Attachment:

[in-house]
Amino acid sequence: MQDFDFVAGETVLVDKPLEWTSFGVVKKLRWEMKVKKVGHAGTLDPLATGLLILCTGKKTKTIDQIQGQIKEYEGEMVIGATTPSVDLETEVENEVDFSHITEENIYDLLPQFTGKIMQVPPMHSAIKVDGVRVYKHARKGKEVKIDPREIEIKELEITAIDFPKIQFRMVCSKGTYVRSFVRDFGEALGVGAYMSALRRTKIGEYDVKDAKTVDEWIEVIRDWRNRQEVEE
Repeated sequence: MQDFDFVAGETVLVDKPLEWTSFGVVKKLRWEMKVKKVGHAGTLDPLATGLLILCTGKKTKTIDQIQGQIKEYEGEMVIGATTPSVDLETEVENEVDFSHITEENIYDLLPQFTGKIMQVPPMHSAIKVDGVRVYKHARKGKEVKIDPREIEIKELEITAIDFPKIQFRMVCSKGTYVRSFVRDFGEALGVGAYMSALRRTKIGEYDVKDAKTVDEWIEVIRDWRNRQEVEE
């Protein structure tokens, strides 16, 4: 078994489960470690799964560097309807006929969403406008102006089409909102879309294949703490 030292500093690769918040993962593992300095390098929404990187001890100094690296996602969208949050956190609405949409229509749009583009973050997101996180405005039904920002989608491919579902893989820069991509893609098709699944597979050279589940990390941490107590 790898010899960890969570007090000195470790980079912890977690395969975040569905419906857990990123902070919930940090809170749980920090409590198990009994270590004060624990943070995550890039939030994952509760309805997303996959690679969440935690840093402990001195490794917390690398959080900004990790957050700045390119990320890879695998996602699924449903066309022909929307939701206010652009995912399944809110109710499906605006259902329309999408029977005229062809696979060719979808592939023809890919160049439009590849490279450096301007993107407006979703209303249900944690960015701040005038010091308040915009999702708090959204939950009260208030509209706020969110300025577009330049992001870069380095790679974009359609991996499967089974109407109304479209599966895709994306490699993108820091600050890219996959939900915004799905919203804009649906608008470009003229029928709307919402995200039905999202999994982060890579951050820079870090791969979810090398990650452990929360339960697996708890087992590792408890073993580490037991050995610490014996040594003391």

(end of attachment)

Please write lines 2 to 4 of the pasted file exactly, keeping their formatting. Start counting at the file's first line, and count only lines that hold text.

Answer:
Amino acid sequence: MQDFDFVAGETVLVDKPLEWTSFGVVKKLRWEMKVKKVGHAGTLDPLATGLLILCTGKKTKTIDQIQGQIKEYEGEMVIGATTPSVDLETEVENEVDFSHITEENIYDLLPQFTGKIMQVPPMHSAIKVDGVRVYKHARKGKEVKIDPREIEIKELEITAIDFPKIQFRMVCSKGTYVRSFVRDFGEALGVGAYMSALRRTKIGEYDVKDAKTVDEWIEVIRDWRNRQEVEE
Repeated sequence: MQDFDFVAGETVLVDKPLEWTSFGVVKKLRWEMKVKKVGHAGTLDPLATGLLILCTGKKTKTIDQIQGQIKEYEGEMVIGATTPSVDLETEVENEVDFSHITEENIYDLLPQFTGKIMQVPPMHSAIKVDGVRVYKHARKGKEVKIDPREIEIKELEITAIDFPKIQFRMVCSKGTYVRSFVRDFGEALGVGAYMSALRRTKIGEYDVKDAKTVDEWIEVIRDWRNRQEVEE
């Protein structure tokens, strides 16, 4: 078994489960470690799964560097309807006929969403406008102006089409909102879309294949703490 030292500093690769918040993962593992300095390098929404990187001890100094690296996602969208949050956190609405949409229509749009583009973050997101996180405005039904920002989608491919579902893989820069991509893609098709699944597979050279589940990390941490107590 790898010899960890969570007090000195470790980079912890977690395969975040569905419906857990990123902070919930940090809170749980920090409590198990009994270590004060624990943070995550890039939030994952509760309805997303996959690679969440935690840093402990001195490794917390690398959080900004990790957050700045390119990320890879695998996602699924449903066309022909929307939701206010652009995912399944809110109710499906605006259902329309999408029977005229062809696979060719979808592939023809890919160049439009590849490279450096301007993107407006979703209303249900944690960015701040005038010091308040915009999702708090959204939950009260208030509209706020969110300025577009330049992001870069380095790679974009359609991996499967089974109407109304479209599966895709994306490699993108820091600050890219996959939900915004799905919203804009649906608008470009003229029928709307919402995200039905999202999994982060890579951050820079870090791969979810090398990650452990929360339960697996708890087992590792408890073993580490037991050995610490014996040594003391």